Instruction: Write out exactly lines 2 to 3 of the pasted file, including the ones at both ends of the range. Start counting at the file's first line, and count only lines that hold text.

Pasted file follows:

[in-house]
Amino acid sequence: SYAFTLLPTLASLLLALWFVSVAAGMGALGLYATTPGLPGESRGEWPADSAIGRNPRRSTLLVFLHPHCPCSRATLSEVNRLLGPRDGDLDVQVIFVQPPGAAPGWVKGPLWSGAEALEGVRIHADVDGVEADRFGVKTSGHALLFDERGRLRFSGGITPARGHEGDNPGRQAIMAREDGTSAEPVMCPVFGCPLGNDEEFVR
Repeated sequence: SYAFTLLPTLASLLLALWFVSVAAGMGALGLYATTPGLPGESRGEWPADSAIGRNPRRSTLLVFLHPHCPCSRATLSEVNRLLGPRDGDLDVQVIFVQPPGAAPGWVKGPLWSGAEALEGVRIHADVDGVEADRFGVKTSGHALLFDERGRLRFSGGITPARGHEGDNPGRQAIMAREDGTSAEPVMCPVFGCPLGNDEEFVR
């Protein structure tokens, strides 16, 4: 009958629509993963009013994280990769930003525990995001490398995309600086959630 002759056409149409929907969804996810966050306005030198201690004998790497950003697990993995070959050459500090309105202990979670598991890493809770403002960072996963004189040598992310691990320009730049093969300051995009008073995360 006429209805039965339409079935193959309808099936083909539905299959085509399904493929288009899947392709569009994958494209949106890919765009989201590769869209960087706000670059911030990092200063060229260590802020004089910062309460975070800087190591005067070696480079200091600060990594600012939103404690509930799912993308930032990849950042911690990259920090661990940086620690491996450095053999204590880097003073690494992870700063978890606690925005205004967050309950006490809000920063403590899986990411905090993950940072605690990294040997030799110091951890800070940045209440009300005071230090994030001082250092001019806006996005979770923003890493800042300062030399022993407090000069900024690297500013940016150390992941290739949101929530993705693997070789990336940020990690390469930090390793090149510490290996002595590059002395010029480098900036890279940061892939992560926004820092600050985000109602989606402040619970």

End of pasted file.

Amino acid sequence: SYAFTLLPTLASLLLALWFVSVAAGMGALGLYATTPGLPGESRGEWPADSAIGRNPRRSTLLVFLHPHCPCSRATLSEVNRLLGPRDGDLDVQVIFVQPPGAAPGWVKGPLWSGAEALEGVRIHADVDGVEADRFGVKTSGHALLFDERGRLRFSGGITPARGHEGDNPGRQAIMAREDGTSAEPVMCPVFGCPLGNDEEFVR
Repeated sequence: SYAFTLLPTLASLLLALWFVSVAAGMGALGLYATTPGLPGESRGEWPADSAIGRNPRRSTLLVFLHPHCPCSRATLSEVNRLLGPRDGDLDVQVIFVQPPGAAPGWVKGPLWSGAEALEGVRIHADVDGVEADRFGVKTSGHALLFDERGRLRFSGGITPARGHEGDNPGRQAIMAREDGTSAEPVMCPVFGCPLGNDEEFVR